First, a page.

Synchronous Network Calls With Combine
Learn how to make synchronous network calls with Apple's Combine framework.
In This Article
You can find all the code from this article on the WWT GitHub.
When fetching data from an API, the situation often arises where multiple network calls are needed to obtain the necessary data. While there is a case to be made about using micro-services to abstract this need from the client, that adds more complexity. On the other hand, it can be quite difficult to work with nested closures on the client side when using URLSession.
Thankfully, Apple had this in mind when designing Combine. Combine provides an easy method to make synchronous calls. This allows developers to replace massive amounts of code with more expressive and concise syntax.
MetaWeather API description
Consider the MetaWeather API. There is a Location endpoint that returns a JSON structure with the weather data included. In order to call this endpoint, the WOEID (Where On Earth IDentifier) is required. The Location Search endpoint takes in a query or latitude and longitude to return a JSON structure including the WOEID.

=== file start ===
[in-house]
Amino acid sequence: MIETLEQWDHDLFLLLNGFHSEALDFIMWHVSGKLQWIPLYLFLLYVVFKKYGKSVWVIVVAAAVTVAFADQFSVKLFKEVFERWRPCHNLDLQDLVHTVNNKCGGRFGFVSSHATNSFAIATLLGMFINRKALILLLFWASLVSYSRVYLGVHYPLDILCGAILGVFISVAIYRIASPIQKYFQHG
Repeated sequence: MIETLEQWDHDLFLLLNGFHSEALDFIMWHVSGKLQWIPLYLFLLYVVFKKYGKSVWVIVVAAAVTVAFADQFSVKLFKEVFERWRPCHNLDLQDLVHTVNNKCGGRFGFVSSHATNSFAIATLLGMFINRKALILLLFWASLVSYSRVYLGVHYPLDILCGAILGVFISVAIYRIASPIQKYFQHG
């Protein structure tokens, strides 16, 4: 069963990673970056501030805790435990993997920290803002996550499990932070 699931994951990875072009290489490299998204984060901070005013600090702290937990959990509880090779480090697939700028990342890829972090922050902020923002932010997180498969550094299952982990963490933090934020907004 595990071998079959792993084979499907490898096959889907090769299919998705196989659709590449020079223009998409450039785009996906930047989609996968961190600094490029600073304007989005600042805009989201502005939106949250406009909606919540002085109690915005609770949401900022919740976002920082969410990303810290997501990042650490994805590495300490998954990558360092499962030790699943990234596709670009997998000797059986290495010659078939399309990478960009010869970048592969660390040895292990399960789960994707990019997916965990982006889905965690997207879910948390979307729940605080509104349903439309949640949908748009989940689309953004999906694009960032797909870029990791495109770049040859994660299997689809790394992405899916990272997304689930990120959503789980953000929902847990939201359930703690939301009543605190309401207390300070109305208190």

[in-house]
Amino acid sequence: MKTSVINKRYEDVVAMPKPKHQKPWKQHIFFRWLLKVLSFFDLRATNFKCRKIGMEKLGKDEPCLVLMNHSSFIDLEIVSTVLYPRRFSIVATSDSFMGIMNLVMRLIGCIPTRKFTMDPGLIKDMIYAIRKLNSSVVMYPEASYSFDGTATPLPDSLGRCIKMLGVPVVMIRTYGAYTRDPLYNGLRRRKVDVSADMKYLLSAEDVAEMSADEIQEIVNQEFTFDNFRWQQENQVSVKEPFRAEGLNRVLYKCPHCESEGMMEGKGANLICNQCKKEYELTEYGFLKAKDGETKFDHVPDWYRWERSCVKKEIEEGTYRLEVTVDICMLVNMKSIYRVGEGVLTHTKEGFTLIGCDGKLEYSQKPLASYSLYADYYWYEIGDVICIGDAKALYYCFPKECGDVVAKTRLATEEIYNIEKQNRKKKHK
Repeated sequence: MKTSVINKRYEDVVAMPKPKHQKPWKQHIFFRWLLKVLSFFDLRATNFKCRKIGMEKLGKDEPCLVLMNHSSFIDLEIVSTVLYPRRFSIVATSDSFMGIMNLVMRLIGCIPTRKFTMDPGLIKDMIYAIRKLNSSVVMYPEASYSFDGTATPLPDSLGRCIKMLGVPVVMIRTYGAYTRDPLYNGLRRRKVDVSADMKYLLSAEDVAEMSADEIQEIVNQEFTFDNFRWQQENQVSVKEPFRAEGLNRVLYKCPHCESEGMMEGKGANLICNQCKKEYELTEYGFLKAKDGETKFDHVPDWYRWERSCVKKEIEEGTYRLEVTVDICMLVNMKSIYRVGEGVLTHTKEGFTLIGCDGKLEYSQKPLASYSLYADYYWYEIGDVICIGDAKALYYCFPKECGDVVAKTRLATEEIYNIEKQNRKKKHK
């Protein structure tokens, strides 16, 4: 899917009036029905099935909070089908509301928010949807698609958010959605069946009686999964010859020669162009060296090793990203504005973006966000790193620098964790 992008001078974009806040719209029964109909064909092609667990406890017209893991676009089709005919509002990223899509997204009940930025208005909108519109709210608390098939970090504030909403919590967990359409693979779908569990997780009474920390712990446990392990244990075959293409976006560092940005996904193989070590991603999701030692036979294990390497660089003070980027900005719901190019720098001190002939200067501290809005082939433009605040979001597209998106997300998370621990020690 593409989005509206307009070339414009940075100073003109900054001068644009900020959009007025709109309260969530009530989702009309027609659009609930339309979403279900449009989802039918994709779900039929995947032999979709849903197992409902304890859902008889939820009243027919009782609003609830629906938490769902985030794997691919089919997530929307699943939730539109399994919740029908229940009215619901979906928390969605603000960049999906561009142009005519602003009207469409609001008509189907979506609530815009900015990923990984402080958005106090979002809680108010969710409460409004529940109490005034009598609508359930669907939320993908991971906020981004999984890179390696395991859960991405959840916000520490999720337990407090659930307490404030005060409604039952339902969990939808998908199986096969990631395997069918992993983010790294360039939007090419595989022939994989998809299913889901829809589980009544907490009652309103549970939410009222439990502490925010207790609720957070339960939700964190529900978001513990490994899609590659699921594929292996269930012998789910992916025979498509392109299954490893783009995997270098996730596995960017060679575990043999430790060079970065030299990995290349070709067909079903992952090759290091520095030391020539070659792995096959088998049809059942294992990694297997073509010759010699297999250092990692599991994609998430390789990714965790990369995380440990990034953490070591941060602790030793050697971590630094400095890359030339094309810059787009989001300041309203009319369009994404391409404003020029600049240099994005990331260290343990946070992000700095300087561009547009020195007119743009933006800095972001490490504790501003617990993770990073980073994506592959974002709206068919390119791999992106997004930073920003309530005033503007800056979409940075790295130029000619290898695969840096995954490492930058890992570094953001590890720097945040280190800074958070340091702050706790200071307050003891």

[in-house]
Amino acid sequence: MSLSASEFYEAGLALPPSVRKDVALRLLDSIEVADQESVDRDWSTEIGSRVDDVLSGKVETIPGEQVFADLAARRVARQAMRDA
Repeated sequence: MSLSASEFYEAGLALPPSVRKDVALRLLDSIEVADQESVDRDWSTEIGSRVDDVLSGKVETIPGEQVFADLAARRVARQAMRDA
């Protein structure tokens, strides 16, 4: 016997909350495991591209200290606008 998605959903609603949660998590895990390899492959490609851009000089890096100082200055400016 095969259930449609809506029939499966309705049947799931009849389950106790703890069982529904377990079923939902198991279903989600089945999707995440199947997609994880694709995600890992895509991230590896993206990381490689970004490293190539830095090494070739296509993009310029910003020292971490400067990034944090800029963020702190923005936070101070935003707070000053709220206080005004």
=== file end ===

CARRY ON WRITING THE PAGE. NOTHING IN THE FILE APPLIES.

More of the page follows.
Therefore, the first step is to call the Location Search endpoint for the WOEID then use that to call the Location endpoint. As you can see, these calls will need to be made synchronously.
Top level network layer
First, we will set up the top level structure that actually makes our API calls. Create an empty playground and import Combine and Foundation. This struct provides an easy interface with URLSession and reduces the potential for code duplication across many files.
You may be able to determine what this code is doing without knowing any Combine, and that is a testament to the API design. It does the following:
- Call dataTaskPublisher on the shared URLSession, which is what publishes the result of a combine call to URLSession’s data task. If you are familiar with using URLSession’s dataTask function, this is the Combine version.